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The pains of uni applications

(16 Posts)
concernedmum86 Mon 15-Feb-16 11:45:33

It has been just over a month now since the UCAS deadline passed, and I'm still having nightmares about trying to help my DD get her application, personal statement, and uni choices in order!! sad wine wine
I would love to hear other parents experiences of helping their DC apply to university - how helpful did you find UCAS? How much was your DC's college involved? I found teachers and careers advisors unhelpful... So much has changed since I was at uni...

titchy Mon 15-Feb-16 12:34:20

To be honest if she's not applied yet, given that the initial deadline has now passed, it sounds as if she doesn't actually want to go.

Would not applying this year at all be worth thinking about? She has the rest of her life to go to university if that's what she wants.

homebythesea Mon 15-Feb-16 12:40:27

What is it exactly that is causing a "nightmare"?

What exactly have her teachers /other staff done to help/advise? Why were they unhelpful?

What exactly has your DD done so far? This is key! She needs to want to do it, motivation comes from there, not from parents (however well meaning).

mouldycheesefan Mon 15-Feb-16 12:42:32

I don't think UCAS actually help individuals with their applications, they manage the system.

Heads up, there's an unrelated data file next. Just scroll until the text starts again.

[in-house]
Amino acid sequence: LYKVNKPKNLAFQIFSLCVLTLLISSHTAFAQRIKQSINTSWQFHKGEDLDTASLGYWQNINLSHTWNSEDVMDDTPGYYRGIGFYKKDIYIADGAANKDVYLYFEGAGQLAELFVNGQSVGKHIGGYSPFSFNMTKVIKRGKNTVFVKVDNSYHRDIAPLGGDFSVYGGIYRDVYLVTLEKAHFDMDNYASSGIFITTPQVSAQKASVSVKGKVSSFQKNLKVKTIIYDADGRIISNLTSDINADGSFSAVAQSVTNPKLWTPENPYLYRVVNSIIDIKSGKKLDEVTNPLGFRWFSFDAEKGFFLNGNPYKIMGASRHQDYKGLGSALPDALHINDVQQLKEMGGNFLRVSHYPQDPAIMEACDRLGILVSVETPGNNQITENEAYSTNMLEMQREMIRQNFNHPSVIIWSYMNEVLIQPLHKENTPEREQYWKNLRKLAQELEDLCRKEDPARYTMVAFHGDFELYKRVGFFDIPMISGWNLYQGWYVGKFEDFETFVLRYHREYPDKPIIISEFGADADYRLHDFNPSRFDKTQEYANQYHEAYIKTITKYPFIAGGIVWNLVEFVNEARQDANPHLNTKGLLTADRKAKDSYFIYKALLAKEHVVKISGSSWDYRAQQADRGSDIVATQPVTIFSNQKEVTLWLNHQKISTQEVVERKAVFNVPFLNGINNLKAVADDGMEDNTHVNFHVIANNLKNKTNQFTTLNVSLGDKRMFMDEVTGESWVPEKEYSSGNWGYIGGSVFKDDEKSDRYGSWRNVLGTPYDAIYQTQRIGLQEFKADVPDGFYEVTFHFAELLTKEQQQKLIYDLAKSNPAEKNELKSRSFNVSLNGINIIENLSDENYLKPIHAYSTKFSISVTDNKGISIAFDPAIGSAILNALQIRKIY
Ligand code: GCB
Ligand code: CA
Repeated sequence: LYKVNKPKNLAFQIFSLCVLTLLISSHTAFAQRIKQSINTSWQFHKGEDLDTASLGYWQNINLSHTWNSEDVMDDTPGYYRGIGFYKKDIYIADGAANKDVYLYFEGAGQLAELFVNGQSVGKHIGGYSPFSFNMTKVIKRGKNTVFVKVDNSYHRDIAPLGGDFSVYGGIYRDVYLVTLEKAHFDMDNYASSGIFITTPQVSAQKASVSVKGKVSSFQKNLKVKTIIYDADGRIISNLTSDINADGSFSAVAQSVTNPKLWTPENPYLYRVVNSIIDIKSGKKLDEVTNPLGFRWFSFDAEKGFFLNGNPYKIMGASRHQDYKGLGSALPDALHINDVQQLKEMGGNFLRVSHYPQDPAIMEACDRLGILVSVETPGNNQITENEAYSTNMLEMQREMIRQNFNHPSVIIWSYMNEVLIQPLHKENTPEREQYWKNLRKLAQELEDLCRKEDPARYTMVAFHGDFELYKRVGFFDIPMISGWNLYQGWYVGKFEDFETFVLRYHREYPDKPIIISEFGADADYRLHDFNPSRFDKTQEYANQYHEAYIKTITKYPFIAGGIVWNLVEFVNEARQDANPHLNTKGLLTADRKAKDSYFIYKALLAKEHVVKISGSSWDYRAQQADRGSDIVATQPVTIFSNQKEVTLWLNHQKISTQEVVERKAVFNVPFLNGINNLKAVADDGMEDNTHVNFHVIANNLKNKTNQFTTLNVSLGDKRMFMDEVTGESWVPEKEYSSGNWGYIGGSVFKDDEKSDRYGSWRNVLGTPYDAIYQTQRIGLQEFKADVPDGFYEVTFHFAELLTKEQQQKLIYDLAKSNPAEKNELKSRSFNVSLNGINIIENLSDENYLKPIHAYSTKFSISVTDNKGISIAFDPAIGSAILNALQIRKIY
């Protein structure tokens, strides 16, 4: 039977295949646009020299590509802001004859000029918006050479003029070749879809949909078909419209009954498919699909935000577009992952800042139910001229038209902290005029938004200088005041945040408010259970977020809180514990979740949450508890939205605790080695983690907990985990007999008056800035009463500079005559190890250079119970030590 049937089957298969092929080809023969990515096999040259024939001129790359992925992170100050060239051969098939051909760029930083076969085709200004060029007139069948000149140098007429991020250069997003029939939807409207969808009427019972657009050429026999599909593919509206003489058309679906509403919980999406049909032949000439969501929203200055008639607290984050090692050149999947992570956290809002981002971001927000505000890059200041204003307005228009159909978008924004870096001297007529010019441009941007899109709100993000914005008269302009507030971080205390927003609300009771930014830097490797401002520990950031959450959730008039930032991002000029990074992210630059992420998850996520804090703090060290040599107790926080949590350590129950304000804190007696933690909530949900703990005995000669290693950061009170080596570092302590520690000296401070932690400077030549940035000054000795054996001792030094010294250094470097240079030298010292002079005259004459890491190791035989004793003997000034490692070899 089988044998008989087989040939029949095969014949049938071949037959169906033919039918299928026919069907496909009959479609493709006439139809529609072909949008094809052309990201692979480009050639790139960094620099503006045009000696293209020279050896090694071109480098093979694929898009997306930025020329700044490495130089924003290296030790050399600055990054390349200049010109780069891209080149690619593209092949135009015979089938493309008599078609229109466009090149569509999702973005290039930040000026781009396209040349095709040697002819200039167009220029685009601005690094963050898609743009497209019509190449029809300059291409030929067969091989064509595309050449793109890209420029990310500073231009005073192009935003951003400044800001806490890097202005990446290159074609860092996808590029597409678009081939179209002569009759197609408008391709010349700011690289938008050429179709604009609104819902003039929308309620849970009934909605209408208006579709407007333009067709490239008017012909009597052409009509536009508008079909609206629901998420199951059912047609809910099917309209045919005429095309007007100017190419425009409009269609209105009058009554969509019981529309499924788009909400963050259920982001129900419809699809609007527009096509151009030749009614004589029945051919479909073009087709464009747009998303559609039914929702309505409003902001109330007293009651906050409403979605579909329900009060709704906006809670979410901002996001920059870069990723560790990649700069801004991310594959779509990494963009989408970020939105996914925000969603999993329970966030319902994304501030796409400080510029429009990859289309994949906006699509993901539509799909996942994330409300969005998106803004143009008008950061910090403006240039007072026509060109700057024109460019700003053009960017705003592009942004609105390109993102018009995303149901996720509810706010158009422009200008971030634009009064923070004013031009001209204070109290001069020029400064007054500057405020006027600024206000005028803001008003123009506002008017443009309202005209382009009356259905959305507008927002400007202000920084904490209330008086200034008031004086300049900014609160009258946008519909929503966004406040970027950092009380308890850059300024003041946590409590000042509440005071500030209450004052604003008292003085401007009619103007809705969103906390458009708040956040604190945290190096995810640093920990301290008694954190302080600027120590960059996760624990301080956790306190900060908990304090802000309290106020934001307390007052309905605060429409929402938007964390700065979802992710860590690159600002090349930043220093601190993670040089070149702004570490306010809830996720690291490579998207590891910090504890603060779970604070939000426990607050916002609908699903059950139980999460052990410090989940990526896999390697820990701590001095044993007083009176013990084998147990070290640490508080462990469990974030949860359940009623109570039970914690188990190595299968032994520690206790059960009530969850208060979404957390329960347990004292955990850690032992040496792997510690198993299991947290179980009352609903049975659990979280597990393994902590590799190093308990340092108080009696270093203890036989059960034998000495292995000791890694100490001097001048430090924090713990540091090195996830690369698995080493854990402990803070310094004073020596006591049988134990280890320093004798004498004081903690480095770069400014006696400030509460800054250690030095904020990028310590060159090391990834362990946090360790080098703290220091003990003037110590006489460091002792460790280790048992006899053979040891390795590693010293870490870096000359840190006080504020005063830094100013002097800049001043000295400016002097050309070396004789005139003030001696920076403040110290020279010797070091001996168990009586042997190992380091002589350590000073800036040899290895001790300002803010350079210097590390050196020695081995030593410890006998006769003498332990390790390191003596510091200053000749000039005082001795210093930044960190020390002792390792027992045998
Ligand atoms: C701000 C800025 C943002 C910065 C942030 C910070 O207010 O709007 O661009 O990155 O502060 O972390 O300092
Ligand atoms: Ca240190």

concernedmum86 Mon 15-Feb-16 12:44:39

titchy - she managed to get her application in - just! she says she wants to go, she just finds it hard to get organised sometimes. i dont know if this is a sign that maybe it isnt right for her?

concernedmum86 Mon 15-Feb-16 12:47:03

homebythesea - narrowing down choices was a nightmare. there are so many different unis to choose from and I just can't be sure which is the best for my DD. her teachers seemed to be as confused about where to go as we were! i would have thought they should be equipped with guides of some sort...
DD managed to get her application in, now we are just waiting to hear back. i think sometimes i should just give up and leave her to it because it has taken so much to get to this point...

mouldycheesefan Mon 15-Feb-16 12:47:55

Plenty of disorganised people go to uni. And plenty more work at them in highly academic roles!
Where has your dd applied and what does she want to do?

homebythesea Mon 15-Feb-16 12:53:40